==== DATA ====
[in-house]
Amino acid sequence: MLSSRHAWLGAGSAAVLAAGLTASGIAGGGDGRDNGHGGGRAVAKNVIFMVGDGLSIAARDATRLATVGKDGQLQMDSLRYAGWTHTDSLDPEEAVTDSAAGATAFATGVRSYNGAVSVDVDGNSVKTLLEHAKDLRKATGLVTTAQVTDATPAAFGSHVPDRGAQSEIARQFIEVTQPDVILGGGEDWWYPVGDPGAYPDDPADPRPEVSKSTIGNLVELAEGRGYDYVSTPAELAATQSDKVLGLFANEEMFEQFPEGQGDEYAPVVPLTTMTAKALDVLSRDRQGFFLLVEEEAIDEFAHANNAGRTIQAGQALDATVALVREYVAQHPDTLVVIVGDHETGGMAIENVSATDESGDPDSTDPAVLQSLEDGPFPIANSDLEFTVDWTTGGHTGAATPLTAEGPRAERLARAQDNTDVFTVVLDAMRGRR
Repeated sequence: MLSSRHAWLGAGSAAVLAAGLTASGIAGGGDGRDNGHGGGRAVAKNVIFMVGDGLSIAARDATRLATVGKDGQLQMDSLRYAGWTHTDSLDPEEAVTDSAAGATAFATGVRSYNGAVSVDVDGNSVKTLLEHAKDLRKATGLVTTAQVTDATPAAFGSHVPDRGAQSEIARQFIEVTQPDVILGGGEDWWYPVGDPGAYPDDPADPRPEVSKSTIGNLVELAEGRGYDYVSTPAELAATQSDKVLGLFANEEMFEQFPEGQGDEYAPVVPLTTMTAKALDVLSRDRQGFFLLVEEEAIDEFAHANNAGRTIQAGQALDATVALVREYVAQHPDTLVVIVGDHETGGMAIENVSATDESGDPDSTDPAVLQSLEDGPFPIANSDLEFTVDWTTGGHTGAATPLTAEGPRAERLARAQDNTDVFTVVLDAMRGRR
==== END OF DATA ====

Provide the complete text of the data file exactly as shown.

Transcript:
[in-house]
Amino acid sequence: MLSSRHAWLGAGSAAVLAAGLTASGIAGGGDGRDNGHGGGRAVAKNVIFMVGDGLSIAARDATRLATVGKDGQLQMDSLRYAGWTHTDSLDPEEAVTDSAAGATAFATGVRSYNGAVSVDVDGNSVKTLLEHAKDLRKATGLVTTAQVTDATPAAFGSHVPDRGAQSEIARQFIEVTQPDVILGGGEDWWYPVGDPGAYPDDPADPRPEVSKSTIGNLVELAEGRGYDYVSTPAELAATQSDKVLGLFANEEMFEQFPEGQGDEYAPVVPLTTMTAKALDVLSRDRQGFFLLVEEEAIDEFAHANNAGRTIQAGQALDATVALVREYVAQHPDTLVVIVGDHETGGMAIENVSATDESGDPDSTDPAVLQSLEDGPFPIANSDLEFTVDWTTGGHTGAATPLTAEGPRAERLARAQDNTDVFTVVLDAMRGRR
Repeated sequence: MLSSRHAWLGAGSAAVLAAGLTASGIAGGGDGRDNGHGGGRAVAKNVIFMVGDGLSIAARDATRLATVGKDGQLQMDSLRYAGWTHTDSLDPEEAVTDSAAGATAFATGVRSYNGAVSVDVDGNSVKTLLEHAKDLRKATGLVTTAQVTDATPAAFGSHVPDRGAQSEIARQFIEVTQPDVILGGGEDWWYPVGDPGAYPDDPADPRPEVSKSTIGNLVELAEGRGYDYVSTPAELAATQSDKVLGLFANEEMFEQFPEGQGDEYAPVVPLTTMTAKALDVLSRDRQGFFLLVEEEAIDEFAHANNAGRTIQAGQALDATVALVREYVAQHPDTLVVIVGDHETGGMAIENVSATDESGDPDSTDPAVLQSLEDGPFPIANSDLEFTVDWTTGGHTGAATPLTAEGPRAERLARAQDNTDVFTVVLDAMRGRR